Can Biblical theology be covered fully enough in just over 100 pages? The simple answer is no, but that is not the aim of this book. Jim Hamilton knows there is much more to the topic, so he does not dig as deep as you can, but stays at the surface to keep the book simple but effective. The question this book addresses is “How do you read the Bible?” Jim Hamilton sets out to help people see the Bible as a whole instead of simply as parts. As I have grown older, I have come to understand the Bible was written to be taken wholly as one complete book about God and His plan for the world, and not just little parts. Too often, when I was younger, as I would read the Bible, I would read it as a self-help book. I would believe the Bible was written to simply help me become a better person and to make something of my life. I thought it was all about me. However, the Bible is not all about me, it is all about God. God is the center and when we put ourselves at the center, we miss the whole point of the Bible.
The back of the book has this to say:
The Bible recounts a single story – one that began at creation, encompasses our lives today, and will continue until Christ’s return and beyond. In What is Biblical Theology?, Jim Hamilton introduces us to this narrative, helping us understand the worldview of the biblical writers so that we can read the Old and New Testament as those authors intended. Tracing the key patterns, symbols, and themes that bind the Bible together, this book will help you understand Scripture’s unified message and find your placein the great story of redemption.
This book is written to help people understand Biblical theology, and thus, be better able to read and understand the Bible as a whole. In the book, biblical theology is “the interpretive perspective reflected in the way the biblical authors have presented their understanding of earlier Scripture, redemptive history, and the events they are describing, recounting, celebrating, or addressing in narratives, poems, proverbs, letters, and apocalypses” (p. 16).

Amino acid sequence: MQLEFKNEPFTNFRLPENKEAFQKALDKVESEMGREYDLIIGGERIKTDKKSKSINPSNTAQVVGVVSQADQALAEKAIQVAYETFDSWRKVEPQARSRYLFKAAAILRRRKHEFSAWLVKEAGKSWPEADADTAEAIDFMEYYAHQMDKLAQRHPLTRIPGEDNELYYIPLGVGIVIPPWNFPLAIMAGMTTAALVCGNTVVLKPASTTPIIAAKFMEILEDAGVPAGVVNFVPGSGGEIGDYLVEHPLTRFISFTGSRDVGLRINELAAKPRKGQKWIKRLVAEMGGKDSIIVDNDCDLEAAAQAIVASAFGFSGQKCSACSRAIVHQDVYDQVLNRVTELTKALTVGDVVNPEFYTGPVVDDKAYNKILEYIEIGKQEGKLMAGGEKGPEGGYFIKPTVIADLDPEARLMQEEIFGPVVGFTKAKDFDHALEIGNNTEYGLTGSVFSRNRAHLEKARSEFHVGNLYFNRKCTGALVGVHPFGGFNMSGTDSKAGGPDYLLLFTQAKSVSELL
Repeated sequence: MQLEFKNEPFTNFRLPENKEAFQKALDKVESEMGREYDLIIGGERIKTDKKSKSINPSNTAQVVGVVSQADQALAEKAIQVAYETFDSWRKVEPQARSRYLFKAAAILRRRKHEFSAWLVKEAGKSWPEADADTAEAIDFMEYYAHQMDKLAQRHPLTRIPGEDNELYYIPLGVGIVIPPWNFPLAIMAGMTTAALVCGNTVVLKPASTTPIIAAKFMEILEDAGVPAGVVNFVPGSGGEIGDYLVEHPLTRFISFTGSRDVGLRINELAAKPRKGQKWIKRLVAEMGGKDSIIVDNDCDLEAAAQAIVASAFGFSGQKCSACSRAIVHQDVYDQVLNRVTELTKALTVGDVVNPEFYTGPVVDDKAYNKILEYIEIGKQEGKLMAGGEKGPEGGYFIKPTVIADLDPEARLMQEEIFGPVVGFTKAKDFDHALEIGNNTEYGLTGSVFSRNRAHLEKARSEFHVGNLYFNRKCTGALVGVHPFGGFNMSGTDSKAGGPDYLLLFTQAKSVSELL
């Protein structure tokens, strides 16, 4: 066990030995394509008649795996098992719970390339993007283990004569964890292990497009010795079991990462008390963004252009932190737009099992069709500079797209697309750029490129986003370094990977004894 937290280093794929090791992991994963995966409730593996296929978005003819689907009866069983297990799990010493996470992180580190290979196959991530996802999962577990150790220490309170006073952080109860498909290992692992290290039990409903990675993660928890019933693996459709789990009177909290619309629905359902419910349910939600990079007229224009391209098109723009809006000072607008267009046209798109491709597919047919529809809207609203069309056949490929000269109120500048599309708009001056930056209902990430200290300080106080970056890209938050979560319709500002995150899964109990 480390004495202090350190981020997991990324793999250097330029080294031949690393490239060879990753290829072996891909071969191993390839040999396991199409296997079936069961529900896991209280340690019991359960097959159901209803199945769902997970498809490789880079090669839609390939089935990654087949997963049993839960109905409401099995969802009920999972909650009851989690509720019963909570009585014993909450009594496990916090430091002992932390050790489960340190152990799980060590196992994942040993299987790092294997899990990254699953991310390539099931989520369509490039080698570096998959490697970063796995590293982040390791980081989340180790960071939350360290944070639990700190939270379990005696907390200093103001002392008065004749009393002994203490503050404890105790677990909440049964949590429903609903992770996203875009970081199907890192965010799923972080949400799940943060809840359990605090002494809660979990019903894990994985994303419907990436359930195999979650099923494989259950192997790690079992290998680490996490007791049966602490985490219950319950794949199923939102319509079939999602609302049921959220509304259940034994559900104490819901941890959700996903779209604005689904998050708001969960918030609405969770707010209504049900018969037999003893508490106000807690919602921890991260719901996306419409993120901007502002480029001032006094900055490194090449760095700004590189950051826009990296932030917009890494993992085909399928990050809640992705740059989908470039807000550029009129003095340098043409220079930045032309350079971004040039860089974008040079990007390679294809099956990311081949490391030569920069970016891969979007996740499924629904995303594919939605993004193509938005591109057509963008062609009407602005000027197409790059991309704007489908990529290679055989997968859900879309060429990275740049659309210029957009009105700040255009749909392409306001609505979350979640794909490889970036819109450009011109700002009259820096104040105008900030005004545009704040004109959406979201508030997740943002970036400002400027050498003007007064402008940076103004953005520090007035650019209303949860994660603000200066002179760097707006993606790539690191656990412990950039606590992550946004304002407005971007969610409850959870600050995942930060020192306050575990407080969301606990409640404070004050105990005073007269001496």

This book would be a great addition for someone who does not have the time or money to attend a Bible or theology school. What is Biblical Theology is not written to be an “end-all” book on theology, but in my opinion, this book would be great for the person who desires to understand the Bible on a deeper level while they read. It is simple enough for the casual reader to understand but deep enough to give the reader a beginning grasp of biblical theology.
If you are someone who has not had the Biblical education you might have wanted or desired, pick this book up as it will help you in your understanding of the Bible and grow your devotional life along the way. If you are a seasoned pastor who has been in the ministry for years, this book would be worth your time as it might help you find ways to make the Bible come alive to the people in your congregation.
I received a complimentary copy of this book from Crossway in exchange for this review. Thanks for taking the time to read this review and feel free to leave comments or questions.